One thing that every social media consulting client asks me about is how to find out who the “Influencers” are in their particular industry. My answer, of course, is that every consumer who is active on social media could potentially be an influencer, and thus truly “accurate” measurement is impossible. Think about it: Someone with 10 followers could tweet something out that gets ReTweeted by someone with 100 followers, and 1 of those 100 followers is someone who works for an industry publication, who then breaks the story to the public, and so on. I think you get the picture.
That being said, while the debate goes on as to who an “Influencer” really is, there is no doubt that some people in social media really do seem to have influence on different topics more than other people. Some have built a following, or even a community, by blogging, sharing, talking about, or engaging others in discussions on various topics. And if they often talk about your industry and are seemingly able to influence others into some action on or off social media, there you have someone that may be considered an influencer.
Because it is apparent that some are more seemingly influential than others on any given subject depending on a number of factors, I have my own unique algorithm for determining influencers based on looking at a number of different metrics and factors. There is no one singular definitive way to calculate “influence,” but there are some metrics that we can use to help in our determination of influence. Up until now, the most famous of these measurement tools has undoubtedly been Klout, who you may remember from that free trip I won to Toronto as part of the Virgin America #VXToronto campaign. For those looking for other sources of social media metrics measurement, you’ll be happy to know that there is now a similar metric that can be studied that also offers analysis similar to but different from Klout: PeerIndex.
PeerIndex has apparently been around since 2009 and have already been partnering with the likes of SuperFeedr and Topsy (my 2nd favorite Twitter search engine after Chirrps ;-). Perhaps I haven’t heard of them because I am based in California while PeerIndex is apparently based in the United Kingdom. By the way, credit to introducing me to PeerIndex goes out to yet someone else I met in Twitterville, Gail Gardner (@GrowMap).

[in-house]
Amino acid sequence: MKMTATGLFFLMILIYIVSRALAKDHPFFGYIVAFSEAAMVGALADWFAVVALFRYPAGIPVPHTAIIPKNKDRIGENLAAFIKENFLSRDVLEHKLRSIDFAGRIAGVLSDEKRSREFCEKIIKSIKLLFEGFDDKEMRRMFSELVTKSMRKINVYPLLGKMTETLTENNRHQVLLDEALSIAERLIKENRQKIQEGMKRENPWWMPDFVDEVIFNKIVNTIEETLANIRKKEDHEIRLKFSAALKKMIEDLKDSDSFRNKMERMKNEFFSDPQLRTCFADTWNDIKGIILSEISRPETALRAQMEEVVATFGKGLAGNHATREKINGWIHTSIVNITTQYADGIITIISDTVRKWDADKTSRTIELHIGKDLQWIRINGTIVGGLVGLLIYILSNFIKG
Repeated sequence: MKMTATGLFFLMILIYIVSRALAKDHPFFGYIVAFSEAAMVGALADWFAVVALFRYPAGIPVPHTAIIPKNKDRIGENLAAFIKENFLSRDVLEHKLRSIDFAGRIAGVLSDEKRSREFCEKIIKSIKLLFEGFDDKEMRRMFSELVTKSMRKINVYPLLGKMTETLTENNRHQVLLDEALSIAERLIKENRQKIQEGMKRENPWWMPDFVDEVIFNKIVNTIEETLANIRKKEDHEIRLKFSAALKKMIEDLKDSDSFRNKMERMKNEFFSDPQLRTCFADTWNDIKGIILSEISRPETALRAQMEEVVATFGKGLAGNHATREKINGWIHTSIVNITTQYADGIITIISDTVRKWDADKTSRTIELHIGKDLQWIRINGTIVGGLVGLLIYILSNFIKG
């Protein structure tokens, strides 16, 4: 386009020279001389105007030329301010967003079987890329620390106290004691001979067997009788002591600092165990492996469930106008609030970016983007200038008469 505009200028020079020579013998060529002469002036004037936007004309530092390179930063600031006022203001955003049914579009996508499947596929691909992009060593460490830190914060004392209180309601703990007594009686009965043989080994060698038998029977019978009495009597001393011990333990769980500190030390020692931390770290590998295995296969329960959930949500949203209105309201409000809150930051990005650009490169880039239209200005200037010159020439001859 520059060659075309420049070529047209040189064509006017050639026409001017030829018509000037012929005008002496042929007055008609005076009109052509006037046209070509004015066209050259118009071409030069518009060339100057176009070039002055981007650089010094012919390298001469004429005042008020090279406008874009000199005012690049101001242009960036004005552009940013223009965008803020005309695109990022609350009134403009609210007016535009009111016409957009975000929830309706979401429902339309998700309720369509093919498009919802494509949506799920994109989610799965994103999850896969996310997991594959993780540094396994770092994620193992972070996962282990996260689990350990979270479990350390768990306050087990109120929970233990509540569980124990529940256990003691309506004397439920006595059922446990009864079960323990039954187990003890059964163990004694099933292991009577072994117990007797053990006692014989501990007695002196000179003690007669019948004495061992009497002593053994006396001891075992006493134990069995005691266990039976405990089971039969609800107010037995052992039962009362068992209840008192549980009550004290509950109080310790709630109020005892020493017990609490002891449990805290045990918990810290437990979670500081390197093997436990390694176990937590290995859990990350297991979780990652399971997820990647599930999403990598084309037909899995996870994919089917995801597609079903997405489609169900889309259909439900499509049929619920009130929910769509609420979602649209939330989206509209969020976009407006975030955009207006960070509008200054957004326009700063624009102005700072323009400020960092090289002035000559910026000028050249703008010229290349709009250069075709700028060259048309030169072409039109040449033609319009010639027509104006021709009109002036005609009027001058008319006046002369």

If you’re reading this far into this blog post, you owe it to yourself to go to PeerIndex and claim your profile. When you do so, the process is similar to what you do with Klout by giving it the keys to the kingdom to both your Twitter and Facebook accounts. Interesting thing is that PeerIndex already integrates LinkedIn into their score as well, which I haven’t seen yet from Klout.
Once your account is ready to go, here is what the screen looks like, and below that a comparable one from Klout:
While both systems are creating a final score of “influence,” in my case with Klout being 70 and PeerIndex at 66, you begin to see the different types of data beyond this score that each application provides. Specifically, in comparing the two dashboards, we notice the differences in information provided in each of the following areas:
- Is This Twitter Profile Real or a Bot? PeerIndex provides a “realness” number, 100 being real, 0 being a bot.
- How Does This Person Use Social Media? Klout provides a classification that labels each person as “Networker,” “Thought Leader,” and so on that may shed some clues as to how this person uses social media.